The year is 1968 -- except that it isn't, really, as this first appearance of Columbo on anyone's screen was filmed some time in 1967. There is something cool, strange, and ever so slightly fraudulent about 1967. And 1968, for that matter. Does this telefilm partake of that strange, colourful, compelling time? You betcha.
For one thing, it's got a wonderful James-Bondsy jazz score (thank you, Dave Grusin, who is hard to spot in the credits). The scene near the end, when our villain, played by Gene Barry, drives his car to a place where Columbo is waiting for him, is a gorgeous aural interlude. (If you'd like to hear it, click on the soundtrack video below, and listen from the phone call at about 6:12.)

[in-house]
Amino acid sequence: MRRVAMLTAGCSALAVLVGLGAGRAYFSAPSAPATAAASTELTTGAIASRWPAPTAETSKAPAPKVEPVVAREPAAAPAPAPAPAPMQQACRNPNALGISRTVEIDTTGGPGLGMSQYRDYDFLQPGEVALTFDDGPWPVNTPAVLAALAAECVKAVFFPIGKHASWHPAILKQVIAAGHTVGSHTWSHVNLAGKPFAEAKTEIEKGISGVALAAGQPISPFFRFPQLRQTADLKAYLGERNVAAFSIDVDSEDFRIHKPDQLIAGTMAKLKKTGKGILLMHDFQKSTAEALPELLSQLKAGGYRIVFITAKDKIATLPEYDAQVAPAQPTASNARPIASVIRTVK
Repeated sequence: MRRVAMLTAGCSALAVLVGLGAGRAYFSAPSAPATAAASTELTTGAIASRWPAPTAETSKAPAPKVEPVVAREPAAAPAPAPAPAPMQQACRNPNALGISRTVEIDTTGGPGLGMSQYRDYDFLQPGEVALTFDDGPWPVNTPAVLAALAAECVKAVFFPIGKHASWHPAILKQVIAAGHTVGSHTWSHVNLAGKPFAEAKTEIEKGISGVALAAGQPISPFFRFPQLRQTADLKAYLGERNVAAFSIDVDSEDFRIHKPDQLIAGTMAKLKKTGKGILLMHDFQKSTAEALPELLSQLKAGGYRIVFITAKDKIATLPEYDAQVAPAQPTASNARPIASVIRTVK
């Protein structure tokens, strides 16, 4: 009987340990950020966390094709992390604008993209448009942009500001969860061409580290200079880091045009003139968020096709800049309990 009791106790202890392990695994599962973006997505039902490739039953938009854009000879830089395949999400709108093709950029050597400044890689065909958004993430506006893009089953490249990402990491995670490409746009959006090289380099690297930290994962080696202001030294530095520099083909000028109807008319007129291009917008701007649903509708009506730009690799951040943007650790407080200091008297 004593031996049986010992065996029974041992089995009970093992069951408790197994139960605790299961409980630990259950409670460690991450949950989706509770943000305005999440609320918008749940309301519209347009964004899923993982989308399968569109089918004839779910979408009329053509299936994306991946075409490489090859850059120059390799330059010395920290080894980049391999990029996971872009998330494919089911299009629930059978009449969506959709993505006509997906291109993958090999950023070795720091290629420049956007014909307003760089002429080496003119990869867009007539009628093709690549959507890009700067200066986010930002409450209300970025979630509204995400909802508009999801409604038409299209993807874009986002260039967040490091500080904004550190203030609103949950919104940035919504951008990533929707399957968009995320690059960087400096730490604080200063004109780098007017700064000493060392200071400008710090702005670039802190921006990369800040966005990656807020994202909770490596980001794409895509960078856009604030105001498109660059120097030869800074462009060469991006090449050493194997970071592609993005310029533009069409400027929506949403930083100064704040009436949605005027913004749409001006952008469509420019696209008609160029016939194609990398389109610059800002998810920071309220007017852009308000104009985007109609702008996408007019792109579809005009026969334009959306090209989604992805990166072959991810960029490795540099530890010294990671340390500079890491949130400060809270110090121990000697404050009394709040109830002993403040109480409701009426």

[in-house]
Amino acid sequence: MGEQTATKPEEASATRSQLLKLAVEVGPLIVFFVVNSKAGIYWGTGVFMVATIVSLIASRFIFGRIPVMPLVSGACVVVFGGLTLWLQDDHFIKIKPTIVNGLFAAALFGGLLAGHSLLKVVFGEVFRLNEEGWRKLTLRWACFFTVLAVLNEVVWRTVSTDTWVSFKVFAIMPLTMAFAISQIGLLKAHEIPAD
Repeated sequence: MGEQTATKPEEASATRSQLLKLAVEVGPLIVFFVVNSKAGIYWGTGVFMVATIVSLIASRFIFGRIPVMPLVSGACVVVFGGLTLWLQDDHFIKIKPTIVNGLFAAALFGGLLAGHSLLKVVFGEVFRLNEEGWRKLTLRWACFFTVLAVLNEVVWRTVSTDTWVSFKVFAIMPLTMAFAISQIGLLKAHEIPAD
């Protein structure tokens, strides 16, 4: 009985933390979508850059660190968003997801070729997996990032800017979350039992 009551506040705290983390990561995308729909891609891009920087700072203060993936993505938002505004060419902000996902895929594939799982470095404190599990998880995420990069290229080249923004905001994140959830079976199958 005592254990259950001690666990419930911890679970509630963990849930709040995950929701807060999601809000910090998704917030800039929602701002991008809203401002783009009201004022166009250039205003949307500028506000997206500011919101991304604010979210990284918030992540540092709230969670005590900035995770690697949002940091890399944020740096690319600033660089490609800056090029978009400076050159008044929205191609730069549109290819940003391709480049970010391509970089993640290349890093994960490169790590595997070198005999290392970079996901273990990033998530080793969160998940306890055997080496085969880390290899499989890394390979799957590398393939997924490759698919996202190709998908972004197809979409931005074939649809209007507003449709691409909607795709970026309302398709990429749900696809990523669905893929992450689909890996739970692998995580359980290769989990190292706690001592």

But it's not just the sound: it's the look. Think of Star Trek, the original and definitive Star Trek of the same era. Freeze any of the frames, and virtually every one could be a poster: the figure groupings, the lighting, the colours: the composition, in fact. That show wasn't just staged, staffed, and filmed: it was art-designed. It's a production of immense physical beauty. Some of the plots may have been ludicrous, and some of the special effects would make the young-uns of today die laughing. But so what? Star Trek was sleek and it had something to say, especially in its more knowing political episodes. I mention this because Prescription: Murder has a similar designed feel: a similar beauty. It's not that we necessarily admire the characters' taste -- when were any of these lavish mansions really my style, except for the house of the conductor in the Cassavetes/Blythe Danner program, Etude In Black (1972), and the huge sun-room in the Ruth Gordon episode, Try And Catch Me (1977)? Rather I mean the look of the Sixties, in a general way, and also in the framing of the views. The extended moment when Columbo, his back to us, addresses in uncompromising terms the lovely young lady -- her back also to us -- in a film studio is really captivating. We don't see their faces, for that minute, and we don't need to: their expressive backs and his words say everything. And the mix of colours -- pink, dark blue, marbly lights; the warm brown of his briefcase; the sober grey of his suit -- makes the whole thing look gorgeous. A poster, if only you could print it and frame it.